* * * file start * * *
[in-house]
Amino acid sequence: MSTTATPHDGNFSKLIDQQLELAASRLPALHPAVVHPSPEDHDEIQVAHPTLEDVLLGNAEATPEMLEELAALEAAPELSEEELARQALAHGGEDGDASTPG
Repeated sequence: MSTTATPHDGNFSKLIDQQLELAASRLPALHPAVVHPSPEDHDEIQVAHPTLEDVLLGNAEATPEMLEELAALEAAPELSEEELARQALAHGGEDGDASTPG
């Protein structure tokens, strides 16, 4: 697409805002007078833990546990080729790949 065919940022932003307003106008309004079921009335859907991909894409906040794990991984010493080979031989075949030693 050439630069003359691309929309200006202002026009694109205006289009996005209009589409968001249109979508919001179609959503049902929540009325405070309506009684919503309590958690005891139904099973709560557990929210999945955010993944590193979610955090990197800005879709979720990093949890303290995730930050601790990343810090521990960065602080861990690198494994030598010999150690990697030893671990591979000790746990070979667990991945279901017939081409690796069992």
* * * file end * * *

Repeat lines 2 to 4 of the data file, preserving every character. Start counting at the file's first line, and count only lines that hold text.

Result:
Amino acid sequence: MSTTATPHDGNFSKLIDQQLELAASRLPALHPAVVHPSPEDHDEIQVAHPTLEDVLLGNAEATPEMLEELAALEAAPELSEEELARQALAHGGEDGDASTPG
Repeated sequence: MSTTATPHDGNFSKLIDQQLELAASRLPALHPAVVHPSPEDHDEIQVAHPTLEDVLLGNAEATPEMLEELAALEAAPELSEEELARQALAHGGEDGDASTPG
């Protein structure tokens, strides 16, 4: 697409805002007078833990546990080729790949 065919940022932003307003106008309004079921009335859907991909894409906040794990991984010493080979031989075949030693 050439630069003359691309929309200006202002026009694109205006289009996005209009589409968001249109979508919001179609959503049902929540009325405070309506009684919503309590958690005891139904099973709560557990929210999945955010993944590193979610955090990197800005879709979720990093949890303290995730930050601790990343810090521990960065602080861990690198494994030598010999150690990697030893671990591979000790746990070979667990991945279901017939081409690796069992």